YOU ARE HERE: LAT HomeCollections

Al Qaeda Operative May Help Lead to Bin Laden, Pakistan Says

Accused 9/11 organizer admits meeting three months ago with terror chief, who probably is now in Afghanistan, spy agency officials report.

March 11, 2003|Chris Kraul | Times Staff Writer

ISLAMABAD, Pakistan — Disclosures by terrorist mastermind Khalid Shaikh Mohammed will bring authorities closer to finding Osama bin Laden, the Pakistani intelligence service said Monday in its first news conference releasing details of his capture.

The Inter-Services Intelligence agency also held the briefing to congratulate itself on Mohammed's arrest March 1 in Rawalpindi and to rebut criticism it has received in recent months for not moving aggressively enough against Al Qaeda and Taliban remnants in Pakistan, especially in the rugged border areas near Afghanistan.

The briefing came amid speculation that information gleaned from Mohammed by interrogators would lead to Bin Laden's imminent capture. Officials said Mohammed admitted meeting the terrorist leader in December but did not disclose the location of the encounter or the names of others present.

The seizure of Mohammed, suspected of being Al Qaeda's operations chief, was carried out in a nighttime raid by 18 special police units with the help of satellite-based electronic surveillance technology from the United States. It is perhaps the most significant arrest in the war on terrorism President Bush declared after the Sept. 11 attacks.

Mohammed is believed to have organized the attacks and to have been involved in the bombings of the U.S. embassies in Kenya and Tanzania in 1998 and the attack on the U.S. destroyer Cole in Yemen in 2000. He had narrowly escaped capture on several occasions before being caught in Rawalpindi.

Intelligence officials confirmed that one of the Pakistani agents involved in the raid in Rawalpindi was wounded in the foot by Mohammed's AK-47 rifle, which went off when he resisted arrest. Agents making the arrest initially did not recognize Mohammed from the photos they had. Much of the evidence gathered at the house, including computers, was handed over to the Americans, officials said.

Although Pakistan held Mohammed for three days before turning him over to U.S. custody, American interrogators began grilling Mohammed immediately after he was caught. U.S. agents did not participate in the raid.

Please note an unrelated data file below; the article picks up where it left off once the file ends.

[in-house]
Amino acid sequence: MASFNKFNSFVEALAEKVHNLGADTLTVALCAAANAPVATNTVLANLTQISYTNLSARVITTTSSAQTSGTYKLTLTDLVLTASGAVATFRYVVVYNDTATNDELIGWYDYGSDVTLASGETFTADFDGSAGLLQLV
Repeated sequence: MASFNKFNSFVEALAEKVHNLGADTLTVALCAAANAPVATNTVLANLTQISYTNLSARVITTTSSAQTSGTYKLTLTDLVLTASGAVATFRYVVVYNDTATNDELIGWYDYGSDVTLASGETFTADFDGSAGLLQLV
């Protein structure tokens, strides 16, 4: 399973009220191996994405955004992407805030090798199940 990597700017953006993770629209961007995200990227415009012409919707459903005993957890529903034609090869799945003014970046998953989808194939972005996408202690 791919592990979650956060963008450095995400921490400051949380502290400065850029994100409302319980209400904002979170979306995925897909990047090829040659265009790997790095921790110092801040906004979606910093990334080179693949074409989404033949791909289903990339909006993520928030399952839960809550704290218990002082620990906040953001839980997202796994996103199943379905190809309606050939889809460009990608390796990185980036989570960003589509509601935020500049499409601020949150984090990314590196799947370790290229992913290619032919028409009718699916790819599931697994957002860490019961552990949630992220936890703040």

After disclosing only his name during the first two days after his capture, Mohammed began providing information "on his associates in Afghanistan," Pakistani intelligence officials said.

The CIA in Washington said Mohammed is in U.S. custody at an undisclosed location and is talking "to some extent." The agency confirmed that there was some gunfire in the raid but would not discuss other details.

Bin Laden is alive, Pakistani officials said, but his whereabouts are unknown. Despite speculation that he is hiding in Pakistan's western and southwestern border areas, Pakistani officials said Monday that he is more likely in Afghanistan.

Declaring Bin Laden alive reverses Pakistan's official stance. Last year, President Pervez Musharraf said publicly that Bin Laden was probably dead.

Officials gave no information to support rumors reported by news organizations last weekend that two of Bin Laden's sons had been wounded and captured in a U.S. military operation in remote Nimruz province in southwestern Afghanistan.

Sardar Sanaullah Zehri, the home minister of Pakistan's Baluchistan province, which borders Afghanistan, is cited as a source in many of those reports. He said in a statement published Monday that he had been misquoted.

A U.S. Army spokesman said that the military had no knowledge of such a capture and that American soldiers had not been active in the region said to be the site of the arrests.

Pakistani intelligence officials would not comment on reports that Mohammed is being held and interrogated at the U.S. military base in Bagram, Afghanistan.

The officials said they had arrested 442 foreign nationals since the Sept. 11 attacks, 346 of whom had been turned over to the United States. About 4,025 "action requests" had been made of Pakistan, of which 3,729 had been carried out, officials said.

"We thought [the briefing] was necessary because this organization is making tremendous efforts but not getting our real due, especially from Western media," said a Pakistani intelligence official who asked not to be identified.

Asked whether Bin Laden had been caught, a top official laughed and said "no." Another official said Bin Laden's pursuers were getting closer to the "big fish." But he added that Bin Laden's Al Qaeda terrorist network was so badly fragmented, he did not believe it capable of mounting a major offensive.

"That we arrested Mohammed shows we are moving in the right direction. This is all a logical progression," the official said. "Al Qaeda is on the run."

Contrary to some published accounts, there is no evidence supporting reports that Mohammed was involved in the slaying in Karachi of Wall Street Journal reporter Daniel Pearl, officials said Monday.

Los Angeles Times Articles